"Strange", in this context, means "having the attribute of positive strangeness", which means that these hypernuclei are composed of at least one nucleon which, in turn, is composed of at least one strange quark (as opoosed to "ordinary" up and down quarks).

Thus, "anti-strange" means "having the attribute of negative strangeness", which stands for all the ablove blah-blah, but with "strange anti-quark" inserted instead of "strange quark".

Comment: Misleading summary (Score 5, Insightful) 179

by MikTheUser (#31372842) Attached to: First Creation of Anti-Strange Hypernuclei

Hypernuclei with negative strangeness haven't been "created for the first time". They've been produced in RHIC collisions for as long as they've been running (with sufficient energy), and it's only now that we've been able to see them.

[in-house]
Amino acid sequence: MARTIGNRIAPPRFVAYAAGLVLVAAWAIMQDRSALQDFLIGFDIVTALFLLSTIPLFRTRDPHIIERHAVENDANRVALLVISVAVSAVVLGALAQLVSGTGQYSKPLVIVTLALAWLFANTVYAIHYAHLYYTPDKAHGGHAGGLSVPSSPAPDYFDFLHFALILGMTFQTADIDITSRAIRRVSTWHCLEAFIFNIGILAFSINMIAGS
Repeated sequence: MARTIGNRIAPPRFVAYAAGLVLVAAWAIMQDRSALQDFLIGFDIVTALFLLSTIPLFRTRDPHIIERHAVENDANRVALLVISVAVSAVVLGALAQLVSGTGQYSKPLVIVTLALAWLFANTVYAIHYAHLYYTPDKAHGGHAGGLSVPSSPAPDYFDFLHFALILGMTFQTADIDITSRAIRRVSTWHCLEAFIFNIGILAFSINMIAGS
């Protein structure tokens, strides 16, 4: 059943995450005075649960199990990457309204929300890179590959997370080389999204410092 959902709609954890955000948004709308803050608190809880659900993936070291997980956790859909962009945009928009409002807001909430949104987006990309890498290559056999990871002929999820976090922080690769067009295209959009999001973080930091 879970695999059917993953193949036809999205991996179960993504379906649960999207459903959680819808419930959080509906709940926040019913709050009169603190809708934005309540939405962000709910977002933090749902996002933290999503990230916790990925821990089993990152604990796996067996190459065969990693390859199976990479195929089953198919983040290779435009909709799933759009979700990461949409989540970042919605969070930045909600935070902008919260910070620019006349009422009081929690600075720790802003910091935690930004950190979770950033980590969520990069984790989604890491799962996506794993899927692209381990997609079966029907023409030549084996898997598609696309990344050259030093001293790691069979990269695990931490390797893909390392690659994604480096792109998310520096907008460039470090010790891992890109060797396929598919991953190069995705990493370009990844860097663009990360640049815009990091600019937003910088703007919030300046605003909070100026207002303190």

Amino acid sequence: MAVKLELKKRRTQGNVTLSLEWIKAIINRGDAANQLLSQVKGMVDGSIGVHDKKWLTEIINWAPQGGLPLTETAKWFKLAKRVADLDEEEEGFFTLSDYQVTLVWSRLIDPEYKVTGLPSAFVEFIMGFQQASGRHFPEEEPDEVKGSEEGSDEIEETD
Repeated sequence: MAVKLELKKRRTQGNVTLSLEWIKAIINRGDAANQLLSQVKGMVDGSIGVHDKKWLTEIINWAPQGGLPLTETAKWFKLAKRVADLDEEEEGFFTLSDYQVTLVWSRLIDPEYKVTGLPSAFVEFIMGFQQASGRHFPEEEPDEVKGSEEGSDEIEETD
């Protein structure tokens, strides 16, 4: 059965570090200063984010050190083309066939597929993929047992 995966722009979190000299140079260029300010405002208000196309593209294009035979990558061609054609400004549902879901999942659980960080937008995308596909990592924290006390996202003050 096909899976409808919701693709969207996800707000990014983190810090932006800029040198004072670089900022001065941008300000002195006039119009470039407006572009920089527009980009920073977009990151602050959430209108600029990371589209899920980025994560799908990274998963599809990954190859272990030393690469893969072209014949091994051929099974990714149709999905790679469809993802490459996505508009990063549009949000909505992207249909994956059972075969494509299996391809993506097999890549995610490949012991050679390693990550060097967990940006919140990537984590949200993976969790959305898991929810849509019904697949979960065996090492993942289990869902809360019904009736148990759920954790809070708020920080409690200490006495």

That, however, is quite the accomplishment, as relativistic heavy ions collisions are so complex that we're hardly begun to understand what happens in them. Think a two-hundred-truck collision at 1,000 mph, and you're interested in what screw came from which truck and how the drivers' shoes were tied.

[No truck drivers were hurt in the writing of this comment!]

Image

Man Sues Neighbor For Not Turning Off His Wi-Fi 428

Posted by samzenpus
from the have-you-never-wondered-why-I-drink-only-distilled-water-or-rain-water-and-only-pure-grain-alcohol dept.